cover image Birds of the Air

Birds of the Air

David Yezzi. Carnegie-Mellon, $15.95 trade paper (88p) ISBN 978-0-88748-571-8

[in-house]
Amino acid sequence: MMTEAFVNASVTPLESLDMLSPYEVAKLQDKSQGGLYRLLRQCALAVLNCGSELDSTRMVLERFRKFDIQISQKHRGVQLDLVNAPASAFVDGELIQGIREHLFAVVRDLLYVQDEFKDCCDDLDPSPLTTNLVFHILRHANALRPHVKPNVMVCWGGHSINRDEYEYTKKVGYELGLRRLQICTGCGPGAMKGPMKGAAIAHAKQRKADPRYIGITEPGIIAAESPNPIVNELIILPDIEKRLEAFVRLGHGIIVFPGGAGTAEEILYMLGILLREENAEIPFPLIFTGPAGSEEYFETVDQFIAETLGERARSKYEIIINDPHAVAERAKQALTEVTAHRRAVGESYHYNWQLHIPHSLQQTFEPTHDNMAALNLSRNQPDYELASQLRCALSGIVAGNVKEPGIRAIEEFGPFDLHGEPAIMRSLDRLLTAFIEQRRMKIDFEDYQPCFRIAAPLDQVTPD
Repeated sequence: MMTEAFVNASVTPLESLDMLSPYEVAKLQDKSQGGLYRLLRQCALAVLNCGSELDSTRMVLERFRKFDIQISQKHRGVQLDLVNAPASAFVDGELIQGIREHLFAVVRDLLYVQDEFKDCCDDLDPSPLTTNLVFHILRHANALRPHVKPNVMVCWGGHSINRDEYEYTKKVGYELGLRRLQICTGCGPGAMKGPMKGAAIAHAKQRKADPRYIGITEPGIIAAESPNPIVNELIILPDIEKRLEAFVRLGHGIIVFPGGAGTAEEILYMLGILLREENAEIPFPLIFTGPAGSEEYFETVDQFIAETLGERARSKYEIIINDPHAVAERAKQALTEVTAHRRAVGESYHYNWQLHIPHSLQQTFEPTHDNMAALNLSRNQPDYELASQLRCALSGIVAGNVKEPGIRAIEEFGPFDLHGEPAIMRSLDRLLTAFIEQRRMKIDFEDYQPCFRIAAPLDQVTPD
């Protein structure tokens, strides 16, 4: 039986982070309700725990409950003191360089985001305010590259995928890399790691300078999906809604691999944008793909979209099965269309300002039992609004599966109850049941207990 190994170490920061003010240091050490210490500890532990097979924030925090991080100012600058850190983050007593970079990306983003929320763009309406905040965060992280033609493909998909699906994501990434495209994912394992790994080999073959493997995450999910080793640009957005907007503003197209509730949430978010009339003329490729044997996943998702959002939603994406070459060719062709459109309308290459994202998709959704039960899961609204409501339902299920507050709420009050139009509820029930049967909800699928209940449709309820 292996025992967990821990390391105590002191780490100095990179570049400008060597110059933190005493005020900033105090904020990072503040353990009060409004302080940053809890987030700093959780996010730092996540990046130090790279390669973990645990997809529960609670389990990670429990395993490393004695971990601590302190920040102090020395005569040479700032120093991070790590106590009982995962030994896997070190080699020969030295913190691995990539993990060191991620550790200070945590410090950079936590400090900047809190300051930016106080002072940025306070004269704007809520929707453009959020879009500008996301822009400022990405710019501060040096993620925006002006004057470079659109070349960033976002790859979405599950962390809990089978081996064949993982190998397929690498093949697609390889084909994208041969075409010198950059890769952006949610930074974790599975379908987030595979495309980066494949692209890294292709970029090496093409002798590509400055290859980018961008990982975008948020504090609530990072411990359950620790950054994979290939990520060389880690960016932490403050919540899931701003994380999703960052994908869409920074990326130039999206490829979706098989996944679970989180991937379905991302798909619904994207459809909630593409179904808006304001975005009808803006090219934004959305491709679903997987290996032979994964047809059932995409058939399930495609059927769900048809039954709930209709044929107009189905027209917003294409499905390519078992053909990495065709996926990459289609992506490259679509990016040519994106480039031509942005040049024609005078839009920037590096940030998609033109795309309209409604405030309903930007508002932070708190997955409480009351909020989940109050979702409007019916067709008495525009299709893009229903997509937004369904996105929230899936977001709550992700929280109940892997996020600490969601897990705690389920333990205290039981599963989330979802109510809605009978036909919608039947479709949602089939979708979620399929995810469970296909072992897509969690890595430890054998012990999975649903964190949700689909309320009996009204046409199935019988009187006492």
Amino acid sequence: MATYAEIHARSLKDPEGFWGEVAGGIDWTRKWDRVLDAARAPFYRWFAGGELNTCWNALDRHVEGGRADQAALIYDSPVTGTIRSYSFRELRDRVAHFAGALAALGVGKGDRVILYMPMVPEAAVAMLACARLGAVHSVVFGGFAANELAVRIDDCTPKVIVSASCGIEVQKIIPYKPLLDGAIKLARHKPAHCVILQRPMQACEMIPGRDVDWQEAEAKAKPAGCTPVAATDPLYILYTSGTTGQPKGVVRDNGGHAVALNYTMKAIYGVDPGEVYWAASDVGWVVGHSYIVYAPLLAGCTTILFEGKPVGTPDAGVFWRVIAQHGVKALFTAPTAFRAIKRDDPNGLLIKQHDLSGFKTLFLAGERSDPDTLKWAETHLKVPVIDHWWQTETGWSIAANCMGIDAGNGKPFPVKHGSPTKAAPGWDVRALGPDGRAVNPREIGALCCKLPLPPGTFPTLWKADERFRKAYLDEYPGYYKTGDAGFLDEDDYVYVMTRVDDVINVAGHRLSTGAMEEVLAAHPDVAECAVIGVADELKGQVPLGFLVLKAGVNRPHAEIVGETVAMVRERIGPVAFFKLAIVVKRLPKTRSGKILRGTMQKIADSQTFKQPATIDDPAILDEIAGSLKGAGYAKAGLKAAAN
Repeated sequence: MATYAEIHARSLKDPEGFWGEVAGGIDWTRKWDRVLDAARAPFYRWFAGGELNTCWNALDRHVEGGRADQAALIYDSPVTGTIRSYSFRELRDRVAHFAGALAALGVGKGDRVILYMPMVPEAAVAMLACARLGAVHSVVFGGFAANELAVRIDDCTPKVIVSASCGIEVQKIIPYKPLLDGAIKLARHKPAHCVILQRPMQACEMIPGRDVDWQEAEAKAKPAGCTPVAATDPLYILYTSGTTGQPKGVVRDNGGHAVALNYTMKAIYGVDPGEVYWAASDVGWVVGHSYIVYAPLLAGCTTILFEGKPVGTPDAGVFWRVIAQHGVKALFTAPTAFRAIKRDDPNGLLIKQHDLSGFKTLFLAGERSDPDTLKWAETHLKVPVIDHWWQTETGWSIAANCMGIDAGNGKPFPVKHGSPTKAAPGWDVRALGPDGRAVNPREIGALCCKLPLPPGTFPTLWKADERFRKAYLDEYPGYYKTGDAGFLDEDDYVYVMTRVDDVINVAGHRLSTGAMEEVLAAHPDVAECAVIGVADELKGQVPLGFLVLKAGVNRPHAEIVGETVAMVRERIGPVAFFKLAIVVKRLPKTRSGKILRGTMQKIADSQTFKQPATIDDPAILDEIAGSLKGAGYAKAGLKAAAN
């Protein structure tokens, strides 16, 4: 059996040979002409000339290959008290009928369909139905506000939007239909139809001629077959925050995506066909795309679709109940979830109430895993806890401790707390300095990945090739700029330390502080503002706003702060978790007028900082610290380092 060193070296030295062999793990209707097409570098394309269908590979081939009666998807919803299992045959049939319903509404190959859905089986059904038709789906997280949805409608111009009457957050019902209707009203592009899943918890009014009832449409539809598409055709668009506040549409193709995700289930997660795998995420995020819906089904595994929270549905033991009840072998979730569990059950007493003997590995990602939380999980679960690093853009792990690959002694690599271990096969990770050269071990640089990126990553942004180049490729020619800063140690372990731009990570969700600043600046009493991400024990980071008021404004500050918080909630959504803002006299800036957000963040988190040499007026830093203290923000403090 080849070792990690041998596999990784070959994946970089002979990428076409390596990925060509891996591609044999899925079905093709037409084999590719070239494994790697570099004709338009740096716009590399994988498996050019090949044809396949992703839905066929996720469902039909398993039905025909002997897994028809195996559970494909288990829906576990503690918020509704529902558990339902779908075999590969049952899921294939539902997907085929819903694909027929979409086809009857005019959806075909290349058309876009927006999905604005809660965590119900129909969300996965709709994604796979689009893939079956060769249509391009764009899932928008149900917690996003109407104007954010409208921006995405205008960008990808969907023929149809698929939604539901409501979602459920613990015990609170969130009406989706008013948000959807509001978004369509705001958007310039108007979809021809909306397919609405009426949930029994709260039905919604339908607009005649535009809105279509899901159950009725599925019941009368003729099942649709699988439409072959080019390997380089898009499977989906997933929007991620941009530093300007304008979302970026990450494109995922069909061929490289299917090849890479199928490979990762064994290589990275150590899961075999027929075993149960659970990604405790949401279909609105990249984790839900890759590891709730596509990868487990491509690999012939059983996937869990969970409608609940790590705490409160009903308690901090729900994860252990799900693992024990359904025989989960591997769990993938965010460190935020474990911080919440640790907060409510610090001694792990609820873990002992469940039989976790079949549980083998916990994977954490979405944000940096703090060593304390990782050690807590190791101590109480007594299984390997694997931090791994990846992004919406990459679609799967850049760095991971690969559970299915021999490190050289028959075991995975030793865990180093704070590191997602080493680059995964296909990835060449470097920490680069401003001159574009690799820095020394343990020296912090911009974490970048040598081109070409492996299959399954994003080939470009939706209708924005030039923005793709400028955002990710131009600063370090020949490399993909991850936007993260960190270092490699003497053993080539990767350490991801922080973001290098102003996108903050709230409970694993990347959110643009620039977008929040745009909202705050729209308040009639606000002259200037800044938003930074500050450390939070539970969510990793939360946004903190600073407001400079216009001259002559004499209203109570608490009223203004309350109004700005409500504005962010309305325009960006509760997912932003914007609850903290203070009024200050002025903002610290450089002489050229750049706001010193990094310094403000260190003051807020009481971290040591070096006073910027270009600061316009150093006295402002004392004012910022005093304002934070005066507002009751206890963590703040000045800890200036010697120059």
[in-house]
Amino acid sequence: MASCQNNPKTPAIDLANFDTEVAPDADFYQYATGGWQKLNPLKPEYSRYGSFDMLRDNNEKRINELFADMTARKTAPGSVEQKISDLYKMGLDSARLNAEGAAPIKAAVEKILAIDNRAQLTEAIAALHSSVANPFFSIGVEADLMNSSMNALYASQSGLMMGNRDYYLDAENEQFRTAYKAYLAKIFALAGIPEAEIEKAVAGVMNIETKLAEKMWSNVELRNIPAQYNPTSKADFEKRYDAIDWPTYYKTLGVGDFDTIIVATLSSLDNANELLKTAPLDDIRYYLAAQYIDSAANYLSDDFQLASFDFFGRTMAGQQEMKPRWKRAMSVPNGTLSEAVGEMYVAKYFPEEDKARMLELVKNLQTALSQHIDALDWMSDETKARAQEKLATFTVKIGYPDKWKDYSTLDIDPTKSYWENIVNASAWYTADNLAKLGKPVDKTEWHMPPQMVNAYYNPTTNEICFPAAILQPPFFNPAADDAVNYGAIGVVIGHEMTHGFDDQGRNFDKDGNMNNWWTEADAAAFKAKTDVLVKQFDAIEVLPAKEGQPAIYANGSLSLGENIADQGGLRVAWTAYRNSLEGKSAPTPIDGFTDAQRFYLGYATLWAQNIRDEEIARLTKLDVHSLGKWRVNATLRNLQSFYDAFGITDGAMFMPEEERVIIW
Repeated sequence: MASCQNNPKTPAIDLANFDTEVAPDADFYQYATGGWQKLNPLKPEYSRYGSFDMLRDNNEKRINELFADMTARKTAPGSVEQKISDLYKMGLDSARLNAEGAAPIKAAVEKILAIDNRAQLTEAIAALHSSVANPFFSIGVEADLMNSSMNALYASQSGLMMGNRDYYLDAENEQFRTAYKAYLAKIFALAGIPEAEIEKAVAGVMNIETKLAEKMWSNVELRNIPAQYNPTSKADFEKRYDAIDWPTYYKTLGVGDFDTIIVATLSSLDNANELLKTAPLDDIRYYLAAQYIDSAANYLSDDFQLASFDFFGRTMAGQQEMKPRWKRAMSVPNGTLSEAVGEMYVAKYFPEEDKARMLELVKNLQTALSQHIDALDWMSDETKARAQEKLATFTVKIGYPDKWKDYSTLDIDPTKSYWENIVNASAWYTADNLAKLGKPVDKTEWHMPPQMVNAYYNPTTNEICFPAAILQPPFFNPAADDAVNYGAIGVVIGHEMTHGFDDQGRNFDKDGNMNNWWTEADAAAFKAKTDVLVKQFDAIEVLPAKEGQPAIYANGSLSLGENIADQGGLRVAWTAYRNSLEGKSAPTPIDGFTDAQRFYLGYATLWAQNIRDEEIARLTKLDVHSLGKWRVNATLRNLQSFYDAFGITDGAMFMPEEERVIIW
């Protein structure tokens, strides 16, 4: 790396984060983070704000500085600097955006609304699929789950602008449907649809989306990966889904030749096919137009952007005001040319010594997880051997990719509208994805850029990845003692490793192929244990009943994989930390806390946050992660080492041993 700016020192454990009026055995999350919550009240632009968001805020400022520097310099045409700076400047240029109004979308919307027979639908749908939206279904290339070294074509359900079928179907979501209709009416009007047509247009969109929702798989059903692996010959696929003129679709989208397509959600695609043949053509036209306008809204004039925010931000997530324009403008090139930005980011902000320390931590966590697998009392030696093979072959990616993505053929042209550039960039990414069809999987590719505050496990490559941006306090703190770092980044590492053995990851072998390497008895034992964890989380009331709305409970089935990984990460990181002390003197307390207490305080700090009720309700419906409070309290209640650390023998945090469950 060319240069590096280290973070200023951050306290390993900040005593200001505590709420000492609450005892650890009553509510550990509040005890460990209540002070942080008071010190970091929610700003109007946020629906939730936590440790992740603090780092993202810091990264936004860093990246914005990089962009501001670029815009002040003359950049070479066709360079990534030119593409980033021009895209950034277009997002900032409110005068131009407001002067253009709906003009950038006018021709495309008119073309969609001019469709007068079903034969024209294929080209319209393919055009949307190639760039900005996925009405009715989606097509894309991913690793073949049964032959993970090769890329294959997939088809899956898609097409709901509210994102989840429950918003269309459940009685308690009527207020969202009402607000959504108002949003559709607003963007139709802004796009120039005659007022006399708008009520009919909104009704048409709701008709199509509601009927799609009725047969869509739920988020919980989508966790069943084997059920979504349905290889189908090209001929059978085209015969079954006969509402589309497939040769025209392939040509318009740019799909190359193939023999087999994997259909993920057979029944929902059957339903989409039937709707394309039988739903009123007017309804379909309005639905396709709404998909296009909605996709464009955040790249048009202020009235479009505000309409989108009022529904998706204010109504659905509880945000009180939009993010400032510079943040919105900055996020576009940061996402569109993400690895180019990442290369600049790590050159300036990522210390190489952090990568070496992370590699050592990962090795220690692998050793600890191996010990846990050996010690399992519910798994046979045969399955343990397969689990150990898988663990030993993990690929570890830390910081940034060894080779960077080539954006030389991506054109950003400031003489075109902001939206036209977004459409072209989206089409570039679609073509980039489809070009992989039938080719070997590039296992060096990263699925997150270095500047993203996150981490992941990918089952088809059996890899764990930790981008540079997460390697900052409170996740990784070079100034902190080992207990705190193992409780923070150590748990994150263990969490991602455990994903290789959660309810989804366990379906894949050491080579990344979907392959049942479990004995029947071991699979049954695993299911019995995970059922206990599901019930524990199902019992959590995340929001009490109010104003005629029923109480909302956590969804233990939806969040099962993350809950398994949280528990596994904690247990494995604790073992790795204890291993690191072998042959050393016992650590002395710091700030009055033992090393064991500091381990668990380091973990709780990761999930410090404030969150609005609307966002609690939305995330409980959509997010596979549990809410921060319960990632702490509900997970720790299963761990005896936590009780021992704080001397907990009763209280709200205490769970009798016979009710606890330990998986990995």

Sad and serious, attentive to meter and balance yet no slave to form, the dramatic monologues, rough laments, strict rhymes and accomplished syllabics in this third volume from Yezzi (Azores) go far beyond expectations: it should impress not just those who follow “formal” poetry generally, but almost anyone who has an abiding love for the poetry of Robert Frost. Executive editor of the New Criterion, Yezzi draws carefully on the non- and pre-modernist past: what he adds is, sometimes, a caustic sadness peculiar to his generation, a sense of nothing left, as in a poem on an old photograph: “The scribble across/ the back, your name—/ if more was meant,/ it never came.” Failed romance, disconsolate Eros, provides a ground note for a volume that also observes urban privilege and the urban poor, though it keeps coming back to the poet’s own Larkinesque, or perhaps Frostian, failures: “We are as useless as an open lock,/ more insubstantial than a drinking song.” Yet Yezzi’s greatest ambition arrives instead in dramatic and narrative verse, especially in the four-part, two-voice, 16-page “Tomorrow & Tomorrow,” in which a 20-something writer and actor loses his girlfriend while touring Europe in Macbeth: “Of course, there’s things that won’t let you forget/ how what you wanted is what hurt you most,/ how it was happiness itself betrayed you.” (Feb.)